In this situation, all we need to do is get the expert of each component part in to talk about how the relationship between the new sub-components will work. If it’s a simple amalgamation, maybe not even that. For example, if we’d like to build a wheely suitcase, we might need a designer – to make it looks aesthetically pleasing – and an engineer – to make it structurally and physically sound (and to add the wheels). Maybe also a separate production engineer to find the correct tools & develop a production line for the creation of the product. All of the knowledge required to do this already exists, which makes it easier to predict how long it might take to develop this product. We just need to find people with the knowledge already in their brains and add it together in the novel way.

2. Research and development: applying new science to create new technology

This is the trickier route to new products. But where the barrier to entry is greater, the incentive may also be larger: in monetary terms, but also in prestige and personal sense of achievement. This is also the form of invention that AGI takes when it tries to replicate the brain.

Replicating the brain to create artificial AGI requires a two-pronged strategy: the first is in further research into the mechanisms of the brain, so we can better understand how it works. This will create a blueprint of how to create the artificial brain. The second part of the strategy is to further the development of artificial brain parts (computer chips) so we have better and better devices to emulate a brain with. The two paths start at opposite ends of the room, but as each side develops, they get closer and closer together… until finally at some time in the future, they’ll meet: the point at which we have the knowledge and skills to create a AGI by replicating an artificial brain. However, the distance left to cover will remain unknown until it has been covered. Like seeing light at the end of the tunnel: we can see the end, but no matter how far we travel, the light seems just as far away as it was previously. Then, before we realise it, we can make out shapes beyond the end of the tunnel, we keep walking and we suddenly find ourselves in the outside world with the wind on our faces.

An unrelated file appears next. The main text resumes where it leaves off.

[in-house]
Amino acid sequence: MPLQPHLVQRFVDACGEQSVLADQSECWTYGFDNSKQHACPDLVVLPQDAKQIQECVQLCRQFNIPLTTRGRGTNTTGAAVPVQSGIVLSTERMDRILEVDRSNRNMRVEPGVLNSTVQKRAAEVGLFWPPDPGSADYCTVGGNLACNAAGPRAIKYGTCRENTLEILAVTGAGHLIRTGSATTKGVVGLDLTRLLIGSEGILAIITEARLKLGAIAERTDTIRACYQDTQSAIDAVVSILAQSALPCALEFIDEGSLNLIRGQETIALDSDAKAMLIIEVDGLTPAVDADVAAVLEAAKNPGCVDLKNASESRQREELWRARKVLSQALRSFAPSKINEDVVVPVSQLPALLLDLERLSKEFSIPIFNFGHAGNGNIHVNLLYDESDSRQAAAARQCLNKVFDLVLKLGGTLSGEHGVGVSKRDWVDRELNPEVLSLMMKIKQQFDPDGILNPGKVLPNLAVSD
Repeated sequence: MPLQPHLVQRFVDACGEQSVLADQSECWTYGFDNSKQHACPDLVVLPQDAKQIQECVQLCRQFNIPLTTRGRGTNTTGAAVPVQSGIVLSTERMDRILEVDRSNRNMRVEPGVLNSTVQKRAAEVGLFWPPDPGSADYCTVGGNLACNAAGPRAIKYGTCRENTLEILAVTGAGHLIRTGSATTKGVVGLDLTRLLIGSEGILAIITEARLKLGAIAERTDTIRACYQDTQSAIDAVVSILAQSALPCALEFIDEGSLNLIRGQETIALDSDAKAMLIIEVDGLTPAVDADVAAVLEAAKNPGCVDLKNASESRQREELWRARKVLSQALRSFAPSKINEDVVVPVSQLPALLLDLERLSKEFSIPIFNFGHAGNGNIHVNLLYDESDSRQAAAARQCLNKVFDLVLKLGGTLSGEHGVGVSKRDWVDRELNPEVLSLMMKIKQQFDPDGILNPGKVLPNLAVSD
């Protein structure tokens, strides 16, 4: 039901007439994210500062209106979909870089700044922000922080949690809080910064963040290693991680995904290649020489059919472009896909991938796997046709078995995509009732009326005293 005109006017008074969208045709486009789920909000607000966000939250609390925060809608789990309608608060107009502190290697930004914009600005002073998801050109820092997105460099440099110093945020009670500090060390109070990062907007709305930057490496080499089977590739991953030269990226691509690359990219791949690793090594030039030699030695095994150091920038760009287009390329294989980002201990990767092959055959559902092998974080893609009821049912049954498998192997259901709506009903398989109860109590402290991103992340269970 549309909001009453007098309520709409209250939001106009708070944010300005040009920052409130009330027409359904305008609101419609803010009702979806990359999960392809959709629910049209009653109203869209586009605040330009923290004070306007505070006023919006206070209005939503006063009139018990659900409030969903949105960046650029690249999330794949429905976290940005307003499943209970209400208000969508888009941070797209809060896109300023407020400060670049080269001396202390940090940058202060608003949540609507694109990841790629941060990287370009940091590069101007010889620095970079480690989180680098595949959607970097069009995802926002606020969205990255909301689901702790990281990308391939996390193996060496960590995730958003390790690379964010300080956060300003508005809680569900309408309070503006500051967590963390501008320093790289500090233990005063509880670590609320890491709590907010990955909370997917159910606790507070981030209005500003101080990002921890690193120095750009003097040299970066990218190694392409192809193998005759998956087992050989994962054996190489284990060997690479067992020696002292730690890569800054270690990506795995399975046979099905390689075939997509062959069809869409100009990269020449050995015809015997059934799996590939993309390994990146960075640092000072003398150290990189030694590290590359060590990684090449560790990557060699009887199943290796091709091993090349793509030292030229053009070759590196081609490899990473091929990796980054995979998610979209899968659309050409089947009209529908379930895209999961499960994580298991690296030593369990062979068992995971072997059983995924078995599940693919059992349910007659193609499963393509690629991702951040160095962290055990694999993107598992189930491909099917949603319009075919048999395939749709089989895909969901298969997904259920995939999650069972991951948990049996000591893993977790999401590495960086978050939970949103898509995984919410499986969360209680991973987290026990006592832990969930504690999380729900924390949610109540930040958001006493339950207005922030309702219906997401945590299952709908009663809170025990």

The Hindsight Bias

Just a quick one before moving on, it might be worthwhile to touch upon the Hindsight Bias. This is usually applied to History: where in the past, it seems very obvious which factors contributed to the events that unfolded in History. It seems clear, in hindsight, that certain financial instruments and sub-prime mortgages contributed massively to the financial crash of 2008. Was an imminent crash obvious at the time? No, of course not. To look back in History is to remove all the noise, and to see just pure cause and effect.

In the same way that the hindsight bias applies to history, ‘development bias’ (just made this one up) applies to the production of a new product. It might be clear how much complexity is involved in steps 1 and 2 of the AGI task list, in hindsight, but it is still very unclear regarding the path ahead for step 3. It is easy to see, in hindsight, how to create an object when the path has been set out. During product development, however, there are a multitude of attractive looking paths for creation, yet we never know which one can be successful until we walked that path.

 

Create an artificial neuron (= the transistor). Uncheck.

We humans work by analogy. An electric circuit is a water pump: the water represents electrons being pumps around the circuit. The mind’s neurons are a logic gate: they can either be on or off.